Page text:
To illustrate the importance of the quality of relationships between the persons receiving care and the person providing care; the roles of both persons and primary care involvements are equally significant. The indication presented in this essay will serve to establish why the quality of the relationship affects the quality of the care given. The evidence is based on a case study introduced in the K101, block 1 ‘Who Cares?’ book published by The Open University and an interactive DVD also published by The Open University and other useful resources are referenced at the end of the essay. This essay will look at the case study of Ann and Angus’ relationships with each other; the skills required for the role; specialised care necessary
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This could be quite confusing and unsettling for Angus; therefore as Ann got increasingly apprehensive, she pursued help from the Social Services Department. Angus was not keen on this arrangement at first as he felt unwanted and that Ann would eventually send him into a residential home, but after Ann explained he realised that as Ann needed assistance to care for him.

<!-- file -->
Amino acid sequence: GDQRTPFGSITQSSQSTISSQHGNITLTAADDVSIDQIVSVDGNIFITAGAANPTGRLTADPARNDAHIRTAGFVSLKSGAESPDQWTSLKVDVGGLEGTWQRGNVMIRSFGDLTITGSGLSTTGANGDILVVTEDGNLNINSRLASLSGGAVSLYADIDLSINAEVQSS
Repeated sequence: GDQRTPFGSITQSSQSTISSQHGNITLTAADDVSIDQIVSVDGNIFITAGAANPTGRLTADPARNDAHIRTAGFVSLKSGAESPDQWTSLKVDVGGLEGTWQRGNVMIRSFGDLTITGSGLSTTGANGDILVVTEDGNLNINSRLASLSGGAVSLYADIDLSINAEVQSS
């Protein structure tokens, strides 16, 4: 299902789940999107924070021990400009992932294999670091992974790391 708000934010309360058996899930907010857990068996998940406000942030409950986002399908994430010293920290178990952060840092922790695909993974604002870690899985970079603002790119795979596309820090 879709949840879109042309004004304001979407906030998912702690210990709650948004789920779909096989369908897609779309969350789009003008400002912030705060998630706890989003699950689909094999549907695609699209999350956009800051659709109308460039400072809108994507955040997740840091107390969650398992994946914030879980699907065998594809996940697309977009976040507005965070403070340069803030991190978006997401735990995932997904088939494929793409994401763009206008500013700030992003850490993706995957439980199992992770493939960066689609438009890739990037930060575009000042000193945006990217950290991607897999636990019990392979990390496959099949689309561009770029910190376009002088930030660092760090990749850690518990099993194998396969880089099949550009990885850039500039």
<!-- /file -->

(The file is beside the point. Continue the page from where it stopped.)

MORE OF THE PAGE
A home carer called Yetunde was employed by the social services and attended and cared for Angus’ daily needs, an hour in the morning and an hour in the afternoon. For elderly people, receiving care in their own home has become increasingly important; carers support independent living for many people receiving care and are fundamental to their quality of life.
It could be fair to say that more people who require care are remaining in their own homes, the position of the home carer has become even more important as the population of the older generation are living longer (Department for work and Pensions. Online, 12/11/11). Home carers simplify independent living for many individuals and since the alteration implemented by the NHS and Community Care Act in 1990, which was enabling individuals to live in their own homes until possible and to ensure that assessment and care plans